(This is a reprint from a series I wrote last year for the Christian spec-fic forum, Speculative Faith. These posts provide a good overview of my thoughts about the Advent season, and I thought they were worth revisiting on my own blog this year on the Sundays leading up to Christmas.)
It’s the second week of Advent. We light the Bethlehem candle and contemplate the astonishing love of God, who follows through with His promise of a Savior and takes up residence in the Virgin’s womb, traveling to a little town in the hill country of Judea to be born in a stable and laid in a manger. Hope sustained by centuries of prophecy is fulfilled that night.
This is a story of scope and majesty surpassing any tale of science fiction or fantasy the human mind could conceive. What does that leave me to talk about this week?
Good question. It would appear I’ve painted myself into a corner by tying this series to the themes of Advent, and love is the focus of Week Two. I discussed love in speculative fiction at some length a few weeks ago—I suppose I could refer you to that post and leave it there, but that would be cheating.
There must be something. A compelling topic somewhere between the pit of man’s fears and the summit of his knowledge, a dimension of sight, and sound, and mind. Wait…there’s a signpost up ahead. Next stop, The Twilight Zone!
Speculative fiction is often accused of being mired in existentialism, a philosophy that claims man is alone in the universe, abandoned to his own devices, his life ultimately bereft of any meaning other than what he creates for himself. That being the case, the existentialist might say, we write stories full of spaceships and fairytale creatures, desperately trying to fill the void that is our universe. Like the messiah stories I talked about last week, I think this sense of abandonment, of utter loneliness, is another symptom of our profound need for God. Our sin has separated us from Him, and we long for that relationship to be restored.
The Twilight Zone, Rod Serling’s long-running television series, took pleasure in exploring those shadowy places where imagination and reality overlap. Many of the stories were about people who found themselves alone in a suddenly strange world, struggling to understand why, and, more importantly, what to do about it. Astronauts and aliens, farmers and librarians, the enchanted, the cursed, the fatally proud and the triumphantly humble—all found their place inside Serling’s funhouse mirrors.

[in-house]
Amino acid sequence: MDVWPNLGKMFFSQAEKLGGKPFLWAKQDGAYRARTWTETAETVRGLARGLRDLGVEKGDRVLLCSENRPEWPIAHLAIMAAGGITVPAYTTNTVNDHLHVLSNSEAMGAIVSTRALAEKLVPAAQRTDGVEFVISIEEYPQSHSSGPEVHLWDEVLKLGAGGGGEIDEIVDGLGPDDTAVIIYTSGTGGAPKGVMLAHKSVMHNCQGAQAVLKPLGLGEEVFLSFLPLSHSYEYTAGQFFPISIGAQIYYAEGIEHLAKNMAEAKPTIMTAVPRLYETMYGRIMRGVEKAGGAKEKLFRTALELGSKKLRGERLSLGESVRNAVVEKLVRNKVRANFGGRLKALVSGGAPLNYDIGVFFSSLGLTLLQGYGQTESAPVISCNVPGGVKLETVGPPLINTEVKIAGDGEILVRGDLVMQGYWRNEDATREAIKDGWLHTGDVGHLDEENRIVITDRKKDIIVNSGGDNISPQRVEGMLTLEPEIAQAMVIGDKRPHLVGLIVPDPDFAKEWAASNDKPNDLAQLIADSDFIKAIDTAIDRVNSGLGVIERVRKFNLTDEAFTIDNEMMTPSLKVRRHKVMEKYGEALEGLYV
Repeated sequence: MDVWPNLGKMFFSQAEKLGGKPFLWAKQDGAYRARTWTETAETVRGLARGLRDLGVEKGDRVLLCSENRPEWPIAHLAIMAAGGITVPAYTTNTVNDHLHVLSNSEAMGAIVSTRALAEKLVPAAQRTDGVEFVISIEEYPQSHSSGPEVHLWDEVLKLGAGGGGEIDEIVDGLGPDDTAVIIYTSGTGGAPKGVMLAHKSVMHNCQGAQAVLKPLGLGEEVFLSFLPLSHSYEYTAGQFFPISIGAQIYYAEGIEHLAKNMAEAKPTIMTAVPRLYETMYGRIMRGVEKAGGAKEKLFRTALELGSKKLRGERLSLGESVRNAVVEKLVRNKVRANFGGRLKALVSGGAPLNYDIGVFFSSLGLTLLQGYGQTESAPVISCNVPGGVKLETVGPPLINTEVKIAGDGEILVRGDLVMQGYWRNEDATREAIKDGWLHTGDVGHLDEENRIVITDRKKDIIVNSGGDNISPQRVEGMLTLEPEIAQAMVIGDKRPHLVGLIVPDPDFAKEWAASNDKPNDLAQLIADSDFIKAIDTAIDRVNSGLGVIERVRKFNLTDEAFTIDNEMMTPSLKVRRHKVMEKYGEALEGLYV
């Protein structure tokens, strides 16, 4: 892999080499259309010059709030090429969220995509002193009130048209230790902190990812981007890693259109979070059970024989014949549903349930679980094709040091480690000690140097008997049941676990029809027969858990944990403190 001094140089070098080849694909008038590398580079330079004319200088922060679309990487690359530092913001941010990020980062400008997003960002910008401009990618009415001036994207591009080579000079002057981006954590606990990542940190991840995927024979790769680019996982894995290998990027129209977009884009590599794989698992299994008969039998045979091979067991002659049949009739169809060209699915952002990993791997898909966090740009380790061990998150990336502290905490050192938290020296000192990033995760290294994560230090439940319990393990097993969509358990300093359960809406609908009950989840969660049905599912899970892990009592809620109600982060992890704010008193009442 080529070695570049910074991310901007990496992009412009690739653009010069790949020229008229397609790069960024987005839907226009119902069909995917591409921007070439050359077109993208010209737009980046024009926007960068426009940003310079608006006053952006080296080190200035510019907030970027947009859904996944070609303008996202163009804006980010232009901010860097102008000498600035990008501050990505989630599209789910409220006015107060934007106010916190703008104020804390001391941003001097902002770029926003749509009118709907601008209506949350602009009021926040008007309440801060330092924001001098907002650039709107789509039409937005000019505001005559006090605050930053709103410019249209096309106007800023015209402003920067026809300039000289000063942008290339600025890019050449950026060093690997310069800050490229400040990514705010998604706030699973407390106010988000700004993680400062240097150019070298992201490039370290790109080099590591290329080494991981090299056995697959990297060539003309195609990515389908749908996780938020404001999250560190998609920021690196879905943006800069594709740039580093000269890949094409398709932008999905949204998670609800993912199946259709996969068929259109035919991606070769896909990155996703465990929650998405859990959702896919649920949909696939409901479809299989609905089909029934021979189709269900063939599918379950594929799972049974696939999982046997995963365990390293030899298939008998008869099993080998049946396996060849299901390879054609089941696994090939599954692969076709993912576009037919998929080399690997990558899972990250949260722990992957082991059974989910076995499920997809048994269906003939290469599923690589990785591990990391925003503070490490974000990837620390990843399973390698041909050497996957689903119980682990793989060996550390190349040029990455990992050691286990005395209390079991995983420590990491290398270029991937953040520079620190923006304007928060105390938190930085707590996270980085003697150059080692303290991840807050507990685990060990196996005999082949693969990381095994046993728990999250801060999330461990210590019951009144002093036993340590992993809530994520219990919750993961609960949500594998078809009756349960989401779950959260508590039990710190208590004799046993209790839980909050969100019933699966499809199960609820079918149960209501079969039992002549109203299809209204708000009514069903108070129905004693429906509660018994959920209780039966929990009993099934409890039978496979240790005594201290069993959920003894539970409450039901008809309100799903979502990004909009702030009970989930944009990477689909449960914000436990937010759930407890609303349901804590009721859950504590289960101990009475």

Some of the most poignant of these episodes were Christmas stories. In “Five Characters in Search of an Exit,” a soldier, a ballerina, a clown, a hobo, and a bagpiper awaken in a cylindrical prison with no doors or windows, and they have no memory of how they came to be there. “We are in the darkness,” says the ballerina, “nameless things with no memory—no knowledge of what went before, no understanding of what is now, no knowledge of what will be.” After their attempt to escape the prison ends in a startling failure, their fate is as lonely as when they began, though not entirely without hope.
A story that ends on a happier note is “Night of the Meek,” in which Harry Corwin, a drunken department store Santa fired and kicked to the curb on a chilly Christmas eve, discovers an empty bag that miraculously produces gifts. As he distributes them to the neighborhood children, Harry rediscovers the joy of Christmas. The department store owner calls the police, thinking Harry has pilfered the presents from his store, but when the police arrive, they find only discarded rubbish inside the bag. In the end, the only gift Harry takes for himself is a wish to don the mantle of St. Nicholas every year in the same way.
Finally, there’s “A Passage for Trumpet,” not a Christmas story exactly, but definitely in the Advent spirit. Joey Crown, a down-and-out jazz musician, pawns his trumpet then attempts suicide. When he regains consciousness, he wanders the streets in a daze, but none of the passersby acknowledge his presence. He’s hovering between life and death. A beautiful sound drifts through the air, and he follows it to a deserted club where he meets the angel Gabriel, who convinces Joey that his musical talent, and his life, are important and should be treasured, even when times are tough. Joey is restored to life a changed man, ready to start fresh.
Like the characters in these stories, I expect we’ve all found ourselves at some point in our lives feeling overwhelmingly alone, perhaps wondering if God pays attention to our pain and grief, or if he even exists at all. As a race, we’ve cried out to heaven since the Fall, searching, wondering, pleading.
Are you there? Are you watching? Can you hear me? Do you care?
One night in Bethlehem, the Father answers, Yes. I’m here. I see you. I hear you. I love you.
And a Child is born.
Thirty-three years later, the Son of God, suspended between Heaven and Earth, pays the price of our salvation and takes the agony of our sin and the emptiness of our separation from God upon himself.
Father, forgive them, he says, for they do not know what they are doing.
My God, My God, why have you forsaken me?
Father, into your hands I commit my spirit.
It is finished.
We cry out again—They have taken my Lord away, and I don’t know where they have put him.
Resurrected, our Lord replies, Surely I am with you always, to the very end of the age.
He ascends to heaven, and we stare after him into the cloudy sky. Have we finally been abandoned once and for all?
And we remember he said, I will ask the Father, and he will give you another advocate to help you and be with you forever—the Spirit of truth…he lives with you and will be in you. I will not leave you as orphans; I will come to you.
Like the shepherds, and the Wise Men, we need only to seek, and we will find.
The Spirit and the Bride say, Come.